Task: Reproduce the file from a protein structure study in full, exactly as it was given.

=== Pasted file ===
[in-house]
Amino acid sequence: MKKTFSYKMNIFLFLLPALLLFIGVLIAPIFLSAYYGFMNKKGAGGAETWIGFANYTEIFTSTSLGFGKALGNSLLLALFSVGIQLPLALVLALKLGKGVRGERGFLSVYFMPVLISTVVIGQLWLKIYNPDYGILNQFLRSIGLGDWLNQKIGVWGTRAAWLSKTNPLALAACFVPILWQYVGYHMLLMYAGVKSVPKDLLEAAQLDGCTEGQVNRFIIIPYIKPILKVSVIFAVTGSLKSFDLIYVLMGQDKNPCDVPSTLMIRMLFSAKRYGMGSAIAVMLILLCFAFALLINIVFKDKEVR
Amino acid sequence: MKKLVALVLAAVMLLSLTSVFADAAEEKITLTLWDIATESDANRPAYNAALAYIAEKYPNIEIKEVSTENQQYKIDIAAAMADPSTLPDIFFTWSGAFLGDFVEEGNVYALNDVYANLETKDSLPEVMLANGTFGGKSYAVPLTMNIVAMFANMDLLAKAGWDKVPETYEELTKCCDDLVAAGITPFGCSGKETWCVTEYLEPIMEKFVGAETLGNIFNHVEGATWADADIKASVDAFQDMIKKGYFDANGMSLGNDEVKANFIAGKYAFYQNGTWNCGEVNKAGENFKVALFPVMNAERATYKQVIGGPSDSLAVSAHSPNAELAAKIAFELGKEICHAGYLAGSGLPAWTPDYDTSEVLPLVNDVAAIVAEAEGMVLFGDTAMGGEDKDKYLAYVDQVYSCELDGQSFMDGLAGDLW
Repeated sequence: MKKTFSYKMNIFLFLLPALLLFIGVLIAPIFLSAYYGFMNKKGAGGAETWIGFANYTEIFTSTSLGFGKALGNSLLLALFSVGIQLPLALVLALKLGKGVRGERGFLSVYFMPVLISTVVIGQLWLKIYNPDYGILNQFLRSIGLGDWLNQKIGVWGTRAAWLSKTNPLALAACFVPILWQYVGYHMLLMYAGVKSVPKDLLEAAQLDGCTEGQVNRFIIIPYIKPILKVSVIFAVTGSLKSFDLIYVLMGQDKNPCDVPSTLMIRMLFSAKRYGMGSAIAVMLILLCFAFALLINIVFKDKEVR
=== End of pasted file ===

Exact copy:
[in-house]
Amino acid sequence: MKKTFSYKMNIFLFLLPALLLFIGVLIAPIFLSAYYGFMNKKGAGGAETWIGFANYTEIFTSTSLGFGKALGNSLLLALFSVGIQLPLALVLALKLGKGVRGERGFLSVYFMPVLISTVVIGQLWLKIYNPDYGILNQFLRSIGLGDWLNQKIGVWGTRAAWLSKTNPLALAACFVPILWQYVGYHMLLMYAGVKSVPKDLLEAAQLDGCTEGQVNRFIIIPYIKPILKVSVIFAVTGSLKSFDLIYVLMGQDKNPCDVPSTLMIRMLFSAKRYGMGSAIAVMLILLCFAFALLINIVFKDKEVR
Amino acid sequence: MKKLVALVLAAVMLLSLTSVFADAAEEKITLTLWDIATESDANRPAYNAALAYIAEKYPNIEIKEVSTENQQYKIDIAAAMADPSTLPDIFFTWSGAFLGDFVEEGNVYALNDVYANLETKDSLPEVMLANGTFGGKSYAVPLTMNIVAMFANMDLLAKAGWDKVPETYEELTKCCDDLVAAGITPFGCSGKETWCVTEYLEPIMEKFVGAETLGNIFNHVEGATWADADIKASVDAFQDMIKKGYFDANGMSLGNDEVKANFIAGKYAFYQNGTWNCGEVNKAGENFKVALFPVMNAERATYKQVIGGPSDSLAVSAHSPNAELAAKIAFELGKEICHAGYLAGSGLPAWTPDYDTSEVLPLVNDVAAIVAEAEGMVLFGDTAMGGEDKDKYLAYVDQVYSCELDGQSFMDGLAGDLW
Repeated sequence: MKKTFSYKMNIFLFLLPALLLFIGVLIAPIFLSAYYGFMNKKGAGGAETWIGFANYTEIFTSTSLGFGKALGNSLLLALFSVGIQLPLALVLALKLGKGVRGERGFLSVYFMPVLISTVVIGQLWLKIYNPDYGILNQFLRSIGLGDWLNQKIGVWGTRAAWLSKTNPLALAACFVPILWQYVGYHMLLMYAGVKSVPKDLLEAAQLDGCTEGQVNRFIIIPYIKPILKVSVIFAVTGSLKSFDLIYVLMGQDKNPCDVPSTLMIRMLFSAKRYGMGSAIAVMLILLCFAFALLINIVFKDKEVR